Becoming a little more free

Gina Dempster
Gina Dempster
With everything that’s been going on in the world, Plastic Free July has snuck up on me this year, writes Gina Dempster.

Like most people I know who are lucky enough to have a job, work has become busier than ever in the aftermath of the Covid-19 lockdown.

Plastic Free July has just been a vague guilt ringing in the background, like 4am tinnitus.

But biking home in the dark this week (regretting that fixing my bike lights hasn’t made it to the top of the list either), I finally got my plastic-free mojo back.

I was talking with some of our reuse crew at Wastebusters earlier in the day about Plastic Free July and it clarified for me what it is not about. It’s not about everyone feeling guilty if we take home something in plastic. It’s not about doing it perfectly. It’s just about giving it a go.

It’s not too late to make your July a little more plastic free. PHOTO: ABBEY LEWIS
It’s not too late to make your July a little more plastic free. PHOTO: ABBEY LEWIS
Our food system relies on disposable plastics, and that makes it hard to live completely plastic free. So Plastic Free July is an opportunity to see which simple swaps we can make to reduce the single-use plastic coming into our homes.

The 2020 Colmar Brunton Better Futures report found that 69% of New Zealanders are highly concerned about the build-up of plastic in the environment. Imagine if all of us concerned people swapped just three single-use plastic items out of our lives each week for the month of July. That would be 41 million less plastic items used and thrown away. And if we keep up just one of those swaps for the next year, that would be 179 million fewer single-use plastics discarded.

A lot of us doing a couple of easy swaps is way more powerful than a few people being perfectionists.

Many of the swaps you make during Plastic Free July turn out to be improvements that stay with you for the rest of the year. Bamboo toothbrushes and waxed silk floss in a refillable glass vial (it’s so cute!) are normal in our house now, and many others. Buying milk in refillable glass bottles, and ordering dried foods in refillable jars is so easy.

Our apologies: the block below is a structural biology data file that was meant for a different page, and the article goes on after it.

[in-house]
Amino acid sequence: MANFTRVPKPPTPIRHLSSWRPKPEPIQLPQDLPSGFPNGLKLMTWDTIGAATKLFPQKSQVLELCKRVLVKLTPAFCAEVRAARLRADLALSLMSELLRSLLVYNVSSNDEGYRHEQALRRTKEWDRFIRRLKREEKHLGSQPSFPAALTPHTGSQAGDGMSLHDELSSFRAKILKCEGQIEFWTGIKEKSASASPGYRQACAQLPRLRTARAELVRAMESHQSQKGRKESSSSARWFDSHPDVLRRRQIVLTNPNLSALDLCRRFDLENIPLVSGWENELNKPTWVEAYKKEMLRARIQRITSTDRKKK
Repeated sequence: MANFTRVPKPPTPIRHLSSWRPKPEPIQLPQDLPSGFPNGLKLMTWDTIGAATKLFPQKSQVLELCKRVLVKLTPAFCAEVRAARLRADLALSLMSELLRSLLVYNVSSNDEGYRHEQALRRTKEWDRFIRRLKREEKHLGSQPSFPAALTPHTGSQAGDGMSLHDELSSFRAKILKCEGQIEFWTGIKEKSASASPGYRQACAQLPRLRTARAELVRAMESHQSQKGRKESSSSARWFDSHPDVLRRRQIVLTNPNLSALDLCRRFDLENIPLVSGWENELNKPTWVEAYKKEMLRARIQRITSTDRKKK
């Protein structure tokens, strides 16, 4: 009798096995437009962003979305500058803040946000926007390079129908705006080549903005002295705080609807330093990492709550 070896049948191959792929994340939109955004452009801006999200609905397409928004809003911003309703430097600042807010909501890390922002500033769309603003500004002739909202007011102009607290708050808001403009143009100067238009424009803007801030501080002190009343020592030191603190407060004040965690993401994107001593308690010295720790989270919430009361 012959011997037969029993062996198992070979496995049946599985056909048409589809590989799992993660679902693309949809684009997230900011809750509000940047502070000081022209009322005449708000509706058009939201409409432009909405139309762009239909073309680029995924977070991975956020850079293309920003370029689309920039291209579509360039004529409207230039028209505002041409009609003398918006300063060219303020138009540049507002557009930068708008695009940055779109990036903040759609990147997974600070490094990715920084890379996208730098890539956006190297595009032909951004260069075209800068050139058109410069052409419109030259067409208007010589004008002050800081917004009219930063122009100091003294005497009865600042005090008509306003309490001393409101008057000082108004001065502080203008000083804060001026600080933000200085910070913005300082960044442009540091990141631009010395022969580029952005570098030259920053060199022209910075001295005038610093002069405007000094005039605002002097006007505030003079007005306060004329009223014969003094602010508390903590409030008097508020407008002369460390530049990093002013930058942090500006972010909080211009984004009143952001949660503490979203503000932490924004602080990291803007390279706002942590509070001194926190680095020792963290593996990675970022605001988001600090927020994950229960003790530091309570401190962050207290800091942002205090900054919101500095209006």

So even though I’m a little late, and definitely not perfect, I’m going to celebrate Plastic Free July with three simple swaps. I’m going to try making my own oat milk again (a change that didn’t stick from previous Julys). I’ll only buy meat in my own containers (apologies to all my vegan friends) and I’m going to leave all the plastic fruit stickers at the supermarket.

It might not be the biggest plastic stream, but it’s certainly one of the most annoying when they end up scattered through my soil via the compost. And there’s something satisfying about taking a small and peaceful guerrilla action against unnecessary plastic waste.

So if you’ve ever thought about giving Plastic Free July a go, join me in being late to the party. Don’t try to be perfect. Just try.

Photo: Abbey Lewis
Photo: Abbey Lewis
Swapping out the plastic

1. Swap cling wrap for beeswax wraps or reusable containers

Long-lasting, easy to make, and quick to clean, beeswax wraps (left) are a great alternative to that cling film on your bowl of leftovers (or just use a plate, tea towel, or reusable container!) Make your own at the Waste Free Fair in Wanaka next Saturday.

2. Learn to love bulk bins (and loose tea)

Look for shops that sell food from bulk bins and allow you to use your own containers. Check The Rubbish Trip Zero Waste Shopping Guide (online) for suppliers in your area. Get your rice, pasta, beans, seeds, nuts, baking ingredients, cereals, oils, herbs, tea, coffee and much more, often at a fraction of the price.

If you love tea you should know that plastic loves to hide in tea bags. One of the best ways to avoid sipping on polypropylene (and then putting it in the soil) is to get hold of some loose leaf tea.

3. Milk & mylk

Whether you drink dairy or non-dairy milk, the issue remains: sourcing it without plastic bottles or the non-recyclableTetra-pak. Fortunately this swap is getting easier. Around the country there are now return and refill glass bottles schemes for dairy milk, check The Rubbish Trip Zero Waste Shopping Guide for your area. And making your own nut or oat milk at home is pretty quick and easy for some recipes, the only tool you need is a stick blender. Why not give it a go this July?

Other quick swaps:

Try gift-wrapping in fabric or old sewing patterns.

Decline receipts whenever possible as they’re often coated in a thin layer of plastic.

Shop at second-hand stores like Wastebusters, no new plastics!

- By Abbey Lewis




Buy milk powder. No need for plastic wrapped fruit and vegetables if using your own shopping bags. Use public transport.

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